Don't fall for online tips and teasers selling subscriptions for investment advice. If their advice was so good, they would be investing the way that they advise and probably wouldn't have time to hawk their services. Don't invest in the stock market unless you are going to stick with it for at least 5 years. Then unless you have intimate knowledge of an individual company, diversify. If you know and have confidence in a company, set up a drip account and dollar cost average your investment and allow dividends to reinvest. If you diversify, pay attention to cost but don't forget performance and risk. A cheap fee doesn't mean much if you don't also get good performance after fees and at a low risk. Stay away from companies and instruments too difficult to understand. Remember, just because an investment is doing well now, doesn't mean it will do well in the future. The best time to invest is generally when everyone else wants to sell. But, that's when it is hardest to pull the trigger and buy because fear has taken over. The opposite is true when the market is up and the cab driver,train conductor and even your accountant are giving investment tips. This is usually the worst time to invest. Keep your powder dry. Above all, don't fall for tips. If you can't do your own research, put your money in something safe like T bills or CD's.

Alton Day from NC posted over 2 years ago:

After 50 plus years of investing, I learned a few things....
1. I learned from my old professor Bishop at The University of Tennessee, make my own decisions... I can loose my money myself without help of an advisor.
2. I joined AAII because the early guys encouraged personal research, they were not selling anything. They encouraged reading, studying, thinking !
3. My first stock, AXP, American Express. A capital company at the time....How many know what a capital company is? Others like Sky City Stores , Family Dollar Stores, Nucor Steel, all small riskies.....
4. I have lost some money too. High Flyers some times prove to be too high.
5. I have learned: low PE ratios can be good! A little dividend shows some care for the stockholders! Price to Book value can be a good sign! Think, read, it is your money.

Jeff M from NC posted over 2 years ago:

Thanks Alton..good advise

Michael L Deamer from UT posted about 1 year ago:

In Utah where I live, if some financial advisor or promoter starts talking about his lay position (calling) in church, or missions he has served or says "he is worried more about facing THE LORD in the hereafter if he loses your money", or he quotes scripture, stop right there. Put both hands on your checkbook or wallet and make a run for the door. It's pure fraud.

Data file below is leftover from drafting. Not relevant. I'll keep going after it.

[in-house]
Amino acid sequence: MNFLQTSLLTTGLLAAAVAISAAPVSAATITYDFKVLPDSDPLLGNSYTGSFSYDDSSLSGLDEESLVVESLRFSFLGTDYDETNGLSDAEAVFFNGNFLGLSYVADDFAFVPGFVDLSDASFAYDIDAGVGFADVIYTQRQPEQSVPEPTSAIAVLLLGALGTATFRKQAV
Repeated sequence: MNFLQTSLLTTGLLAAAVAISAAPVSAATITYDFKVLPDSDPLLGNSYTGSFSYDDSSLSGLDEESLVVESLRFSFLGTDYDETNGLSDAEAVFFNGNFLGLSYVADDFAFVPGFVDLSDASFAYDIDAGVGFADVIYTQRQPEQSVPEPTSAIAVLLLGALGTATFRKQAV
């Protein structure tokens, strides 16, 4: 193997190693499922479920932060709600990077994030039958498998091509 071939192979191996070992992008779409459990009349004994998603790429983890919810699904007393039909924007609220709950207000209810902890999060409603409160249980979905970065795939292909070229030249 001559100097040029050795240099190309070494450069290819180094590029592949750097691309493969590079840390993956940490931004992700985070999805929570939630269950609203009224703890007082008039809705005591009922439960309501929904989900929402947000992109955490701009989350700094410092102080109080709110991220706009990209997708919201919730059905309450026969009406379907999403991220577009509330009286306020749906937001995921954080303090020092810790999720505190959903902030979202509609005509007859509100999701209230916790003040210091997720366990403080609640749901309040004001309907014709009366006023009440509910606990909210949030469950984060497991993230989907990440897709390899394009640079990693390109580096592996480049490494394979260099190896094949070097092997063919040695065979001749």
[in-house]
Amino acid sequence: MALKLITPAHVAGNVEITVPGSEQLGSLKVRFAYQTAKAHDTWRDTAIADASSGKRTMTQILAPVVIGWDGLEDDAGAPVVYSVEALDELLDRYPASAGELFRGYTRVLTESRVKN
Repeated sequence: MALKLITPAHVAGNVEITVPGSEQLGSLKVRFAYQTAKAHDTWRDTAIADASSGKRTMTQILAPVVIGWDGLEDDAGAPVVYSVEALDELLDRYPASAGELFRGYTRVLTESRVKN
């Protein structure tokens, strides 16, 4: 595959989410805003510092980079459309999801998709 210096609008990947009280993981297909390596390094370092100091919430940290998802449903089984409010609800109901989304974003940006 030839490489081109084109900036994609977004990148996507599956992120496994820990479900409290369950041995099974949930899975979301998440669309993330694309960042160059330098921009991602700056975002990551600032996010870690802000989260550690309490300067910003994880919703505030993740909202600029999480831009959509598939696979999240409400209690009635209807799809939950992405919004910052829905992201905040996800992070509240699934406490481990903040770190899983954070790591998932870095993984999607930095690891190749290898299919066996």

Gerald Tercho from NH posted about 1 year ago:

Following the comments by RGwarn, Nevada, I too lost over $11000.00 following the "advice" of this self professed "expert" in mortgage bonds. Neil George at the time was an investment advisor for the newsletter, "Personal Finance" and when he started pushing cigars and Omaha steaks and stuff like that, I became suspicious but didn't react in time to dump Thornberg Mortgage, one of his favorite stocks, which at the time payed a 10% dividend. With all of his so-called "expertise", he completely missed or ignored telling investors to sell his recommendations before the credit crisis hit in 2008.
I now heed AAII recommendations and study the journal's educational articles and have been quite successful in avoiding these financial disasters.

tky, New Hampshire

Ethel from TN - Tennessee posted about 1 year ago:

Anyone know about MEC's?

AL from CA posted 8 months ago:

Peter Lynch, former Fidelity fund manager, never invested in technology companies, because he did NOT understand them. Perform due diligence, as a fool and his/her money will soon part. Diversify, diversify and diversify. Invest, but don't gamble. Avoid hot tips. Ultimately, it is your own money, which could be at risk.

Stewart B from FL posted 2 months ago:

After a lifetime of investing, and trying to use different financial advisors, I have come to the conclusion that doing it myself is the best way to go. First, the market doesn't always go up (though, in the long run, the curve of the market is up), and when it goes down, I don't like paying someone to lose my money. I think that's been said before. I do my due diligence. I try to invest in companies that pay dividends. I do take a few chances on high flyers, but watch them very carefully. I am not against taking some. loses because they do happen, but try not to let them get out of hand. My worst bet, (and it is Las Vegas East) was the 2 shares I bought of BRKA at 6, and sold at 18. Today those 2 shares would be worth over a half million dollars. Dividend reinvestment, especially when. your young, is very important. One last thing; Use a Roth IRA. Good Luck.